42. Cathy
    June 29th, 2009 at 20:00 | #42

    I just spend all day looking at a Toyota, then came home to find that the price was $3,000 over invoice price. Lucky I didn’t buy it because it seemed just a tad bit high. Costco would have saved me time and money and maybe I’d have a car today.

  43. tgriffith
    June 29th, 2009 at 10:53 | #43

    @Ms. E
    Hi Ms. E,
    While you might get a better deal on a Chrysler Aspen, the Chevy Tahoe might be the better choice. Chrysler will discontinue the Aspen while the Tahoe consistently gets good reviews and is a dependable choice. With the Costco deal, you can’t really go wrong on it.
    Here’s an article with more tips on getting a good deal:

  44. Ms. E
    June 29th, 2009 at 05:13 | #44

    Matt, you offered advice to others on how to haggle with car dealers. Since I’m a female they really salivate like dogs when they see us coming. Costco does not have a Chrysler dealer in it’s program, but that’s the product that I am interested in. I want the 2009 Aspen by Chrysler. I normally view online, and have navigaged through Edmunds. What’s the best best way to get the price you want? I go into it well informed about the vehicle I want, so what are some other tactics that I can use? Also, I like the Chevy Tahoe which does have dealers participating in the Cstco program.

  45. joe
    May 29th, 2009 at 12:12 | #45

    I purchased 4 tires through Costco’s 70 dollar off sale and called salesperson to doublecheck it and more than one employee verified the link was for the tires I bought and they won’t honor the discount now. they said it was for tires that weren’t on it but the tires I bought were from the link they had online, they offered no good faith gesture, Starbucks gives you a free coffee if your unhappy! I would have to say their tire sale is a scam that get a small percentage of all the clickers but they don’t care! and it is obvious after at least 8 e-mails to them. Beware they don’t tell you ahead of time if the ones you click on aren’t covered and even when an employee confirms that they are (i had the name of the employee and extention, it was even on their computer noted) they won’t honor and basically they took the bully approach, they don’t care! Will not honor it, and no good faith friendship offer! Simply you were took, get used to it!

  46. matt
    May 27th, 2009 at 22:29 | #46

    To all of you who are the cowering type:

    You really need to try going through the internet sales team and using something like…that way, you never step foot into the dealership, (once you’ve settled on your car type) you control the pricing at all times (remember, you can tell them you need to speak to your manager too (then hang up)….and you really get to piss them off. You always know your price, can check theirs against the bottom line, and the worst that can happen is they say, sorry, can’t do that….I’ve bought my only two new cars that way, and the last one, a 4 runner, I figured the deal was cancelled, since the guy’s manager said, no way…Then, about two hours later, the sales guy called me and basically pleaded with me, what are you doing? Trying to break my balls? I told him, no, I want to buy a car at my price…..I made one more pitch, adjusted my price by 200 bucks, and he said, be here in an hour, which i did….He barely looked at me (which I loved) and the paperwork was signed within 1.5 hours. He never seemed so pleased to see me leave the dealership.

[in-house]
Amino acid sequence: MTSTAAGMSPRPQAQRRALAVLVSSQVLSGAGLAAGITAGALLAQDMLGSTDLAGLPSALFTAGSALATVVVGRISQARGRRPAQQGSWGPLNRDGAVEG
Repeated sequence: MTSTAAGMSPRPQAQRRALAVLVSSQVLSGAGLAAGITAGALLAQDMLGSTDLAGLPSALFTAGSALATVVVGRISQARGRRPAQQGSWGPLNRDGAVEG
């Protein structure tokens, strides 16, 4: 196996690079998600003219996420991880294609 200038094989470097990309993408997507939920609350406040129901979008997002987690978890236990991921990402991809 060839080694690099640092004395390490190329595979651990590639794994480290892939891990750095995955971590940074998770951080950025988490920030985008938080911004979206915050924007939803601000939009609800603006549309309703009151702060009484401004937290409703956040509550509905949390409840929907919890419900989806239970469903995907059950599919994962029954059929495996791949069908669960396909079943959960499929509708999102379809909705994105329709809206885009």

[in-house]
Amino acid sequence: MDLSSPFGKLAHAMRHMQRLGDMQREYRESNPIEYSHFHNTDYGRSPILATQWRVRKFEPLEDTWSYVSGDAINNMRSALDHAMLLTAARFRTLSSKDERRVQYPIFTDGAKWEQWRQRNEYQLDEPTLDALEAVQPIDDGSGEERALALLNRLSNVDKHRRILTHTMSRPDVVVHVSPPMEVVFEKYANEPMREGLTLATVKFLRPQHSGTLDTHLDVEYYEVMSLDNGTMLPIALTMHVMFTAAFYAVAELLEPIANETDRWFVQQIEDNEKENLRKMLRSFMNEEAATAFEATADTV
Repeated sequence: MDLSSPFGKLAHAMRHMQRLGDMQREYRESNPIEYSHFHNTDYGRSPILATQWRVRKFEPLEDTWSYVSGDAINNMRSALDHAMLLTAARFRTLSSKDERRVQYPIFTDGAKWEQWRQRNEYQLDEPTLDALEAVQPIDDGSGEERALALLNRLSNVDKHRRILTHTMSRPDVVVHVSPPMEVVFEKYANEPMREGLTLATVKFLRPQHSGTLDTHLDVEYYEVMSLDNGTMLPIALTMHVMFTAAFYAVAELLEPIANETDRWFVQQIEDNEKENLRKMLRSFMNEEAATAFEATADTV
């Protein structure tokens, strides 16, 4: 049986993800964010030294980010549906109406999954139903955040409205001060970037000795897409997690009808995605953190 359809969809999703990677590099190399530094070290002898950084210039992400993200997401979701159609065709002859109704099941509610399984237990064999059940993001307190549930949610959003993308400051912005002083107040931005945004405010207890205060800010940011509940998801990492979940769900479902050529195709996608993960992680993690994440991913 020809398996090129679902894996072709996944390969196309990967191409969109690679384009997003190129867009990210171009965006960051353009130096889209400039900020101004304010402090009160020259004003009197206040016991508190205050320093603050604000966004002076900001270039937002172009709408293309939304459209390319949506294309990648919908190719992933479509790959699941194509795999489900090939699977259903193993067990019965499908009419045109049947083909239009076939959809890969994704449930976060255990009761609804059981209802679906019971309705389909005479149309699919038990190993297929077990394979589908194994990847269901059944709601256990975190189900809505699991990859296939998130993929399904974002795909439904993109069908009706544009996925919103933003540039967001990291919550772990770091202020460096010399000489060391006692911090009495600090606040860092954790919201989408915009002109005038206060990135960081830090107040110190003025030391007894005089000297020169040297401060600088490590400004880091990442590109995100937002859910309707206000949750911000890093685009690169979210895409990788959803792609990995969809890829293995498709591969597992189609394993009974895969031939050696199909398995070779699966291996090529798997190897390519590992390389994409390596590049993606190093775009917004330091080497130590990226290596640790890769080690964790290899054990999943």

If anyone wants more tips, feel free to contact me


  47. tgriffith
    May 27th, 2009 at 08:34 | #47

    Randy, that’s officially your funniest comment of all time! Hats off to you, sir.

  48. Randy
    May 27th, 2009 at 06:43 | #48

    Look on the bright side… At least they don’t make you buy six of them at one time. They could improve their program, though, by providing a free casket and flowers if you die in the car while you own it.

  49. chase
    May 21st, 2009 at 15:18 | #49

    I used the Costco Auto Program about a year ago… like you said, “if you’re the kind of person who cowers at confrontation and despises negotiation…” well, that is me! I went in with my wife to get her a new car (her car was stolen) and the dealer convince us to look at cars that we thought were out of our price range! I thought why not, at least we could see the price that Costco negotiated for us… and you know what? We saved almost $3,000 off our 2007 Toyota Corolla – putting us right in our price range! If it was not without the Costco Auto Program, we probably would be driving a 2003 POS that my wife though was the best vehicle in our price range! Hahaha, I laugh at dealerships now, because the Costco Auto Program made it easy for people like me!

  50. Kyle L.
    May 21st, 2009 at 10:44 | #50

    Heck! I am willing to part with $300! Last time I purchased a car, the whole negotiation took about 3-4 hours. That is 3-4 hours + 2 years off of my life I would gladly pay $300 to get back. When will dealerships figure out that the best way to not intimidate potential buyers is to be up-front about the whole transaction. I shudder at the idea of buying another car.